This paper addresses the issue of housing instability low-income families face and the ways the community can help. The issue is prevalent in the Lafayette community and beyond. Habitat for Humanity is a nonprofit organization working to raise awareness of housing instability in our community, specifically through the ReStore of Lafayette. The ReStore is run solely on the community’s donations and volunteer work. All proceeds from the store go to building affordable houses for low-income families. My objectives in the research I conducted were to gain a better understanding of how the ReStore goes about eliminating housing instability in the United States and other countries. To do this, I posed this question: How can my volunteering hours at the ReStore help improve the marketing/advertising of their resources and address the housing instability many people face in the Lafayette community and beyond? Through primary and secondary research, I was able to come up with an answer that would be feasible for Purdue students and the Lafayette community. Journaling my thoughts and observations after each volunteer session helped me better reflect on my work and contribution to the housing instability issue of Lafayette. The activity theory is a concept about the flow of community service that I drew upon. This theory helped me visualize the interconnectedness between the community and the Restore. In my results section, I was informed about the ReStore’s current advertising methods and customer demographics. Being an active volunteer is the first step to effective community service. The more volunteers there are, the more awareness on the issue. Moving forward, I feel that more individuals should be aware of housing instability from a young age. More widespread awareness of the housing instability many people face in our community will benefit everyone in the long run.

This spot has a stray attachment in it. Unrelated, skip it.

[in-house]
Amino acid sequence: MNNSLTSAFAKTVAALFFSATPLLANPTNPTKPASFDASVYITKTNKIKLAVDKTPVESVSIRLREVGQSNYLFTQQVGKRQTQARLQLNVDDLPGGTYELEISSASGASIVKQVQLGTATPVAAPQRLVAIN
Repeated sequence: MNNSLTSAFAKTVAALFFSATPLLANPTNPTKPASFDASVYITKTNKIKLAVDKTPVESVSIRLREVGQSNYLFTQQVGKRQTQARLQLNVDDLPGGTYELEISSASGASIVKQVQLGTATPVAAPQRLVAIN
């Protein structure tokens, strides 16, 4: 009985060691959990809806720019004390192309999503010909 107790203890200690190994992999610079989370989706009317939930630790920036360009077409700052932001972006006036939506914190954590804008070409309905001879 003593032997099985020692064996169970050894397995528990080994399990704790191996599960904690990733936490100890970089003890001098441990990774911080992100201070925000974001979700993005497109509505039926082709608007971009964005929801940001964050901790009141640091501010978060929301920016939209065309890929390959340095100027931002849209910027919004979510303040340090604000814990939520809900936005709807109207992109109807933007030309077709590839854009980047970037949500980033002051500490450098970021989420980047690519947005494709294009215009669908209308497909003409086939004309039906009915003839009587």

"Housing Instability in the Lafayette Community and Beyond,"
Purdue Journal of Service-Learning and International Engagement: Vol. 7
Available at: https://docs.lib.purdue.edu/pjsl/vol7/iss1/23